Sterilization of Glassware; Preparation and Sterilization of Media

  • Aakanchha Jain
  • Richa Jain
  • Sourabh Jain
Part of the Springer Protocols Handbooks book series (SPH)


Sterilization (Latin sterilis meaning barren) is the complete removal or inhibition of all live forms (living cell, spores, virus, etc.) from any object or place. Petri plates, flasks, beakers, pipettes, etc. are some of the generally required glassware in microbiological laboratories. Sterilization of glassware by moist heat using autoclaving is not very effective since moisture enters the glassware and may cause contamination problems. The most effective and used method of sterilization of glassware is dry heat treatment using hot air oven. On exposing the glassware to dry heat, the inhibition in growth occurs due to denaturation of proteins and oxidation of biomolecules. Duration of sterilization is temperature dependent: at higher temperature sterilization is achieved faster, i.e., at 170 °C, 30 min; 160 °C, 60 min; and 150 °C, 150 min or longer. Spores of Bacillus atrophaeus are used as biological indicator to test the efficacy of sterilization process. Since glasswares are sensitive to rapid changes in temperature, they are wrapped in paper and then only kept in hot air oven.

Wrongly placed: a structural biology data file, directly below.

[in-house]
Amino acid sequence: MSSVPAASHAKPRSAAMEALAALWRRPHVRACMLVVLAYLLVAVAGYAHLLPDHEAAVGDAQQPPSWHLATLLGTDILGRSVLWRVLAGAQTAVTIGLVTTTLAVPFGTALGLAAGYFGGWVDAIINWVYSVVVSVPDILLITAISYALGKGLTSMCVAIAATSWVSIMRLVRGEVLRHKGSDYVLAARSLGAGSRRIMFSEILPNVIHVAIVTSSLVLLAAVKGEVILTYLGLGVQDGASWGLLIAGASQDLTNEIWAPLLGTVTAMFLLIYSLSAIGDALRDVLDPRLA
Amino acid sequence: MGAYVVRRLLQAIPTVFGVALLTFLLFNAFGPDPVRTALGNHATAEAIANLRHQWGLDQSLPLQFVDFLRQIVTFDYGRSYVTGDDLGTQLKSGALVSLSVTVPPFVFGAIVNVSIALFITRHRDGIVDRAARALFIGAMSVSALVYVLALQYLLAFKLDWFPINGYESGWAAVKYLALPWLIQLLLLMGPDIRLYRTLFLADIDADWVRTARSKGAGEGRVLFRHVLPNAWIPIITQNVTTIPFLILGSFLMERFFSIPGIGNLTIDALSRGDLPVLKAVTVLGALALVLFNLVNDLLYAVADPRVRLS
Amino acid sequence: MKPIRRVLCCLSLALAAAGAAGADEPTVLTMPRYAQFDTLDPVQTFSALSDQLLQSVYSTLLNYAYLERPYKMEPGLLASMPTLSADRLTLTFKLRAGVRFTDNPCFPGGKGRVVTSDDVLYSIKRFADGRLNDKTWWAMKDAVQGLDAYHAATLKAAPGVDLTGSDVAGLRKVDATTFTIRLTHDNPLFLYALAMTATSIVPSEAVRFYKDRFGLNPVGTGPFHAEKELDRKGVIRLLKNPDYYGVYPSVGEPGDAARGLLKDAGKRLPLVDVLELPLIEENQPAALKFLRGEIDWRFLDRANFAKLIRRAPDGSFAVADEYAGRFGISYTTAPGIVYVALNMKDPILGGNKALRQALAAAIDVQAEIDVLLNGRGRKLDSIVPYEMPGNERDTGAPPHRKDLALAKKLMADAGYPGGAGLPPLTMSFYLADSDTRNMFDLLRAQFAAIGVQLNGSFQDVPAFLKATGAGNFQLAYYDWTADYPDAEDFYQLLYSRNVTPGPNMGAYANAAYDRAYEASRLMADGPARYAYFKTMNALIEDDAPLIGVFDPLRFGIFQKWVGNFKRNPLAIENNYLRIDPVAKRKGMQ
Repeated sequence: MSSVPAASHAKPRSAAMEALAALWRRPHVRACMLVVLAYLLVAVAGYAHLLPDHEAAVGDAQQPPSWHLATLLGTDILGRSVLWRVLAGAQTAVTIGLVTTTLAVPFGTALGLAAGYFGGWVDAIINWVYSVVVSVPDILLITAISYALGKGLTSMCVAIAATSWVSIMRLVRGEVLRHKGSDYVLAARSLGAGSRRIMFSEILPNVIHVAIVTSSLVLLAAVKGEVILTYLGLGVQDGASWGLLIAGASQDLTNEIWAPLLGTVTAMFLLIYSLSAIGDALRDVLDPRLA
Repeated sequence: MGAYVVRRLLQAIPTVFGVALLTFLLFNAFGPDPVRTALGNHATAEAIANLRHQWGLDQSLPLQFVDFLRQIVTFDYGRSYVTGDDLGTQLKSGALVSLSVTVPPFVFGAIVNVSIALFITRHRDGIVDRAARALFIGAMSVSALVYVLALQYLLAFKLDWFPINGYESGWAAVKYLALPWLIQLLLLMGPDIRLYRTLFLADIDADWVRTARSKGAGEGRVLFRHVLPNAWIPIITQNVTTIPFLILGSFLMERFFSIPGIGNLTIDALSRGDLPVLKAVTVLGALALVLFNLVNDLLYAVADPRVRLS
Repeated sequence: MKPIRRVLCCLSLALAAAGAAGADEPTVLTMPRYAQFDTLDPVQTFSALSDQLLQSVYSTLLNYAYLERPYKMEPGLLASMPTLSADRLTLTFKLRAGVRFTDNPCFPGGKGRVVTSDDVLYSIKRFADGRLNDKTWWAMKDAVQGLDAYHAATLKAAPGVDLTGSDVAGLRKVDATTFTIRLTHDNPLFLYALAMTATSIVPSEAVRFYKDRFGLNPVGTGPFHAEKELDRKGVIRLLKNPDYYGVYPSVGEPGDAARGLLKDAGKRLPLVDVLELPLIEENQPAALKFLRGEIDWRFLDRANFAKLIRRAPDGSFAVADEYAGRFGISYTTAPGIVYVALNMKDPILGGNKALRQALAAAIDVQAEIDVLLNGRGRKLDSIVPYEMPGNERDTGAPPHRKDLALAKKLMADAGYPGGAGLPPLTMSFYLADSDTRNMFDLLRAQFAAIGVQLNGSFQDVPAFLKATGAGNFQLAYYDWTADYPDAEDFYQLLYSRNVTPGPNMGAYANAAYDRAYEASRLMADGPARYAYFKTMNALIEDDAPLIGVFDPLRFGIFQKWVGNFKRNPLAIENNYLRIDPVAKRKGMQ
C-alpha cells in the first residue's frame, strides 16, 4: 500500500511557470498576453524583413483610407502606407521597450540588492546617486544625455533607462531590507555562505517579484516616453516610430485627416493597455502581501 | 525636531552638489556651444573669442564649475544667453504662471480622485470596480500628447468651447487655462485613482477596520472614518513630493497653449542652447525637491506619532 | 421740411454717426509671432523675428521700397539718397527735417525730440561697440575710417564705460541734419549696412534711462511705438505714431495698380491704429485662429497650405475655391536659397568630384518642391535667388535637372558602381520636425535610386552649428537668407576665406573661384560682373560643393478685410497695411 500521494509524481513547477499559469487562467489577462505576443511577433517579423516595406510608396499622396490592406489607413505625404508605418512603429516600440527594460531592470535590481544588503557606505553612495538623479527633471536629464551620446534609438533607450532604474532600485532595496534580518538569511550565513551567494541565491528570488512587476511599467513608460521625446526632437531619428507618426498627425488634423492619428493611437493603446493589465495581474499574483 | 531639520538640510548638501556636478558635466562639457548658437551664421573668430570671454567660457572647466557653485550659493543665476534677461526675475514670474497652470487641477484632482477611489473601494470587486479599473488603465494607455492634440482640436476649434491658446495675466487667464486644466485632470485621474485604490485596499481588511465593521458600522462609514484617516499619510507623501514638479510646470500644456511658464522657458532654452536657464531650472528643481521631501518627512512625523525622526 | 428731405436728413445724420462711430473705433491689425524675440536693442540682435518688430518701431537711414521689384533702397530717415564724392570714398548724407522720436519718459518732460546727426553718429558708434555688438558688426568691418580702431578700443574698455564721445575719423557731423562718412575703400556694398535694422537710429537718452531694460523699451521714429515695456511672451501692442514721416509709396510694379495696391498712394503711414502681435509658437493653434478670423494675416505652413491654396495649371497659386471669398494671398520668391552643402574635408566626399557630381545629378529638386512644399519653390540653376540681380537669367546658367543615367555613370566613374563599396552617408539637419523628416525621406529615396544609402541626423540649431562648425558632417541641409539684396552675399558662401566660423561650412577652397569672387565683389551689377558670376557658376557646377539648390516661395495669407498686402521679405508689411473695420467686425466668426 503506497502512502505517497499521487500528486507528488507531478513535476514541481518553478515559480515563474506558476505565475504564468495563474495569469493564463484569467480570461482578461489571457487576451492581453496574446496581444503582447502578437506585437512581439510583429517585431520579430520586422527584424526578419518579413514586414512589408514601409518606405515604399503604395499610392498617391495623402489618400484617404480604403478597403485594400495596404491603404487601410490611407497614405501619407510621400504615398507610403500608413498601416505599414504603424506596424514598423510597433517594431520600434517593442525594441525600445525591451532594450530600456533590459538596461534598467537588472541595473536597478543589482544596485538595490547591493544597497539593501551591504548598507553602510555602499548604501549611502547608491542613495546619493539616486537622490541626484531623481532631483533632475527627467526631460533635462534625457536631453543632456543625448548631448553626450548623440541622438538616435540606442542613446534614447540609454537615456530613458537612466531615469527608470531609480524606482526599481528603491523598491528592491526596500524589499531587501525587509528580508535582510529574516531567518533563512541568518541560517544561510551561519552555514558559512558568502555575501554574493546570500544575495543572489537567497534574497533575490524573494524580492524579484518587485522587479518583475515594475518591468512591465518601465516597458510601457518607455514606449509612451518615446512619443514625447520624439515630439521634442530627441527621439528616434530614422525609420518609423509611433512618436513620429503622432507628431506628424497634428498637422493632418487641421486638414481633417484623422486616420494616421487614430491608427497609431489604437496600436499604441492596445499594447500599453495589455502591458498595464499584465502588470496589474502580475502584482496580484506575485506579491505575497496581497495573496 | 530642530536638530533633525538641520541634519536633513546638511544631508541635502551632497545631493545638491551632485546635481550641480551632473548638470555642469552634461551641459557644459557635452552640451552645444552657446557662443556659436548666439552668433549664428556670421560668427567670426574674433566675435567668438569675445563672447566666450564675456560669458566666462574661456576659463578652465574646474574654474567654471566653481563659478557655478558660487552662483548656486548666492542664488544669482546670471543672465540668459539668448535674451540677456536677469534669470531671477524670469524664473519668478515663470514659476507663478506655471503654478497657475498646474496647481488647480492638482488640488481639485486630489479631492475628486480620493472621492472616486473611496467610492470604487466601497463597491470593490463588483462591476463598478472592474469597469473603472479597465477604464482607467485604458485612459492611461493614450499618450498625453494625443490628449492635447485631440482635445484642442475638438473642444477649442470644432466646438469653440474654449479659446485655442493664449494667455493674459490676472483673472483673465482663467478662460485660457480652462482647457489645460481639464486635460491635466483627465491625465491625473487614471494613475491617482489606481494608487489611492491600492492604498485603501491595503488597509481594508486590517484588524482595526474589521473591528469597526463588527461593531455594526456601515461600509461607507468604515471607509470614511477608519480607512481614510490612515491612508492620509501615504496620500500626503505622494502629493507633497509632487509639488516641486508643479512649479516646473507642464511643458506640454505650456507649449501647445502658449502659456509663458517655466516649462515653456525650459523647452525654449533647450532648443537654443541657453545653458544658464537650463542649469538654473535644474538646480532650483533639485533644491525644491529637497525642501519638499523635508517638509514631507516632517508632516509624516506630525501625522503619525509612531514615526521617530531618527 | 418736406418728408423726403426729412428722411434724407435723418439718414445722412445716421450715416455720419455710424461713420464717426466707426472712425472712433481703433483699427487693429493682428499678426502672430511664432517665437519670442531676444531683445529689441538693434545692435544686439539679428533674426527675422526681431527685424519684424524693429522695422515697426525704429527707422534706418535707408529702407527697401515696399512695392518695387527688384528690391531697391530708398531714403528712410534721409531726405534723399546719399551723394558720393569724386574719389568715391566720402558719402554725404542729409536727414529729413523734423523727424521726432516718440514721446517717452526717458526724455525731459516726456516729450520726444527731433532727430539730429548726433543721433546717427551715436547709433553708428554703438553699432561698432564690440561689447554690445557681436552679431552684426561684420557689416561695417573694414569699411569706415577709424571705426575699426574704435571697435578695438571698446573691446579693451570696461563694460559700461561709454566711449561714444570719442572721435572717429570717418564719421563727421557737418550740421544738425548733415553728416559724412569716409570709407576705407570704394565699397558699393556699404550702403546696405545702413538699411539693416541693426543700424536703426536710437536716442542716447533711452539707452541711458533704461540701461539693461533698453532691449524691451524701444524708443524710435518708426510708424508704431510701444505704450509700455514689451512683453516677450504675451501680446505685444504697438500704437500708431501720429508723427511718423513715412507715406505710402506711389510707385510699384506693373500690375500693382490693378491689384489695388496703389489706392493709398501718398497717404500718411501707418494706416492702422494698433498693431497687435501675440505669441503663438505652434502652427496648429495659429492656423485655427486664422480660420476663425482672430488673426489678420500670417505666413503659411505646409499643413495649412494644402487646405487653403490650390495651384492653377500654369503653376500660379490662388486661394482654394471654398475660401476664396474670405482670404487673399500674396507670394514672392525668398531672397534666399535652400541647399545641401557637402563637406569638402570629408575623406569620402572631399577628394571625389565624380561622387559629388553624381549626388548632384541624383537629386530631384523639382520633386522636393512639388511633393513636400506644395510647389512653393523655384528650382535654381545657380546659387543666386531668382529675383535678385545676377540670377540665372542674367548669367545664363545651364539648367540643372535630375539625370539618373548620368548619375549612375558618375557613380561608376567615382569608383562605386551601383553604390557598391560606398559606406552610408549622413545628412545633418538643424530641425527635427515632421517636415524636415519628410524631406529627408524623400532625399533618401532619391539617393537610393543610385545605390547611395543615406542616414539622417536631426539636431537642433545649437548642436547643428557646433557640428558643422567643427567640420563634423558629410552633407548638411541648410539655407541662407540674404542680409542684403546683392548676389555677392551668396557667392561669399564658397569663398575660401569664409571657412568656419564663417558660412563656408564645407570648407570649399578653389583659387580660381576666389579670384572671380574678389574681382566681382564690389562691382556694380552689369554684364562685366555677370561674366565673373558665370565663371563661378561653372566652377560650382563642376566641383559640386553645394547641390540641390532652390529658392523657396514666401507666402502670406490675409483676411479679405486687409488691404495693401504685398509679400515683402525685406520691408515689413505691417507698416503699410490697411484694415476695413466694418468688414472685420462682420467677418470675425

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© Springer Science+Business Media, LLC, part of Springer Nature 2020

Authors and Affiliations

  • Aakanchha Jain
    • 1
  • Richa Jain
    • 2
  • Sourabh Jain
    • 3
  1. 1.Bhagyoday Tirth Pharmacy CollegeSagarIndia
  2. 2.Centre for Scientific Research and DevelopmentPeople’s UniversityBhopalIndia
  3. 3.Sagar Institute of Pharmaceutical SciencesSagarIndia

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